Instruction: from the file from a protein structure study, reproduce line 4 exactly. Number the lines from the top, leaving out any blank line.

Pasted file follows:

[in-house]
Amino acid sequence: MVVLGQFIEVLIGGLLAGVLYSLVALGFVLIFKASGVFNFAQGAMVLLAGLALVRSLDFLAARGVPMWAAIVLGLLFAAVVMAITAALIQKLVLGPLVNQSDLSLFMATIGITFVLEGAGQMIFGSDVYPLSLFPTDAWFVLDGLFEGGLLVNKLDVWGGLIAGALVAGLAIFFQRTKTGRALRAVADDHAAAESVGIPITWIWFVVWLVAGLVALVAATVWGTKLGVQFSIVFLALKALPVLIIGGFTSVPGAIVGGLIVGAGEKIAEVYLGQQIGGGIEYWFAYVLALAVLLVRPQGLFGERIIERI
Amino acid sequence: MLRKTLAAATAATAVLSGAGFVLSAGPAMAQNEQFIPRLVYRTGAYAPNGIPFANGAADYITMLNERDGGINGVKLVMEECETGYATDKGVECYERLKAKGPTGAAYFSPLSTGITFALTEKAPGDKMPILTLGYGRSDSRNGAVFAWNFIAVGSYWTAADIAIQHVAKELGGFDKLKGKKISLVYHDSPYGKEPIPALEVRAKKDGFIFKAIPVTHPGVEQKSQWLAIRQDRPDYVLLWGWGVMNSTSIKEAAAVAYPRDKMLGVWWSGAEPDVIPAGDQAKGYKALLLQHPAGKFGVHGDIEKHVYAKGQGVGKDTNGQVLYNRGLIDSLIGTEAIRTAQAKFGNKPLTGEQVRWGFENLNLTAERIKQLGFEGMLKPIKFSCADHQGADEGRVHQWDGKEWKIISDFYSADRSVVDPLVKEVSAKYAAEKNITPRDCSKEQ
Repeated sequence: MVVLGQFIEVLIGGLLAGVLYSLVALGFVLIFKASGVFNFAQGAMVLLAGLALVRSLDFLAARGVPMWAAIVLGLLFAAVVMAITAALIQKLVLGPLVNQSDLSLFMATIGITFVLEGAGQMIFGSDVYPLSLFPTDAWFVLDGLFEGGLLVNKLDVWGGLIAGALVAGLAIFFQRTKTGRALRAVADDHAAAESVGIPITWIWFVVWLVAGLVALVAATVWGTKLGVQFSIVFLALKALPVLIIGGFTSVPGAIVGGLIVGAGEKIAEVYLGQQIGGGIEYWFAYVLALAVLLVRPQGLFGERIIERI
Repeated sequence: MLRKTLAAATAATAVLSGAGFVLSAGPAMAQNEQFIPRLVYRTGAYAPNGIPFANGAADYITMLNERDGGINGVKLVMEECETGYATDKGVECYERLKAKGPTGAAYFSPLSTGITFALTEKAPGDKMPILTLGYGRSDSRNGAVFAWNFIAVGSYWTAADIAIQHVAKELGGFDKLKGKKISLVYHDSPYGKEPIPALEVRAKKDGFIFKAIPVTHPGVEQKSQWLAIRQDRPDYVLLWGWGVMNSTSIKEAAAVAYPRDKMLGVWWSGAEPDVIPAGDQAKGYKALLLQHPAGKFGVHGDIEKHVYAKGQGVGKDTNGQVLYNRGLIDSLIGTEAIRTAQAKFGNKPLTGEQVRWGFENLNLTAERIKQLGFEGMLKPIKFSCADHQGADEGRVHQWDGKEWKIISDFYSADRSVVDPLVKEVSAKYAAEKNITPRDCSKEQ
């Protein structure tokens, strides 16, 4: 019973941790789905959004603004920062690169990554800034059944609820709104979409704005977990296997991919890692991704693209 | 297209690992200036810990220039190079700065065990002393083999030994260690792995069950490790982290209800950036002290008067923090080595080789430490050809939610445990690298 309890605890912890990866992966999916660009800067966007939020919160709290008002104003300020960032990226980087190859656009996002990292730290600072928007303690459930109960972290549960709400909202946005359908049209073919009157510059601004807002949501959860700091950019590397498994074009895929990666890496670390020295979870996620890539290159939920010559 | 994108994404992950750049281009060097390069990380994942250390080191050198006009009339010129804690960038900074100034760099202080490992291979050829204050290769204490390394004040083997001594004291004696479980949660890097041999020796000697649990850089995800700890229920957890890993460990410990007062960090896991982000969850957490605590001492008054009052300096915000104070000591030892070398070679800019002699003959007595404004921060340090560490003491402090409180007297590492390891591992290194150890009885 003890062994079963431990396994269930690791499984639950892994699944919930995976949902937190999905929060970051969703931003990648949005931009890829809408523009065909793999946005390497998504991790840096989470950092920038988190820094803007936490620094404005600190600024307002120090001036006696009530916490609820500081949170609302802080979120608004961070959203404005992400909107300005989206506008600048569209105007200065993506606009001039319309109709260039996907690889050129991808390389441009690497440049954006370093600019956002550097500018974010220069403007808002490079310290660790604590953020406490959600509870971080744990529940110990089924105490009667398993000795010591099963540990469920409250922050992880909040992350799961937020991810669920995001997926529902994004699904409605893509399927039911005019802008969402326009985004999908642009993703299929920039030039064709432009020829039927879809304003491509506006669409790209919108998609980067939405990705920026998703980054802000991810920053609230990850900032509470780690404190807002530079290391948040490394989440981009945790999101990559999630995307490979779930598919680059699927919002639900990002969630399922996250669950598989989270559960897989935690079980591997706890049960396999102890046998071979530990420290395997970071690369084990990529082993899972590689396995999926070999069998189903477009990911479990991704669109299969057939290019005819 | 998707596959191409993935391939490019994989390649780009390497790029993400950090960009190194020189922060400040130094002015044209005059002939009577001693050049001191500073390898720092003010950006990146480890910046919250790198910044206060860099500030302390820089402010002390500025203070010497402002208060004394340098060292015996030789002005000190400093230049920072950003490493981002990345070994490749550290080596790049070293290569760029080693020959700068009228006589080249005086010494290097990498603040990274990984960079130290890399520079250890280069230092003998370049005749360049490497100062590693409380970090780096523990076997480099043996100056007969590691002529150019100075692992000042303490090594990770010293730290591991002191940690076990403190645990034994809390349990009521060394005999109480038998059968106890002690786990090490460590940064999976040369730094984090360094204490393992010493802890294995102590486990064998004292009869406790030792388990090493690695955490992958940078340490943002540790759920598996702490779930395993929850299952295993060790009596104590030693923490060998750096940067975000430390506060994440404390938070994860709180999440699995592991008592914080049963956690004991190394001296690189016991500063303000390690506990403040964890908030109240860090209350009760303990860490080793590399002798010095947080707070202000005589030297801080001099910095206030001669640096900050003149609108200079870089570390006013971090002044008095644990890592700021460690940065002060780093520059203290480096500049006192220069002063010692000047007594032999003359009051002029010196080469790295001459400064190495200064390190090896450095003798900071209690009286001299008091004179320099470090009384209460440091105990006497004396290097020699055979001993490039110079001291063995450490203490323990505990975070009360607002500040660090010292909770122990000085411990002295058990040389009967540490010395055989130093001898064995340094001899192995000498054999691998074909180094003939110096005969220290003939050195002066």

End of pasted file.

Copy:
Repeated sequence: MVVLGQFIEVLIGGLLAGVLYSLVALGFVLIFKASGVFNFAQGAMVLLAGLALVRSLDFLAARGVPMWAAIVLGLLFAAVVMAITAALIQKLVLGPLVNQSDLSLFMATIGITFVLEGAGQMIFGSDVYPLSLFPTDAWFVLDGLFEGGLLVNKLDVWGGLIAGALVAGLAIFFQRTKTGRALRAVADDHAAAESVGIPITWIWFVVWLVAGLVALVAATVWGTKLGVQFSIVFLALKALPVLIIGGFTSVPGAIVGGLIVGAGEKIAEVYLGQQIGGGIEYWFAYVLALAVLLVRPQGLFGERIIERI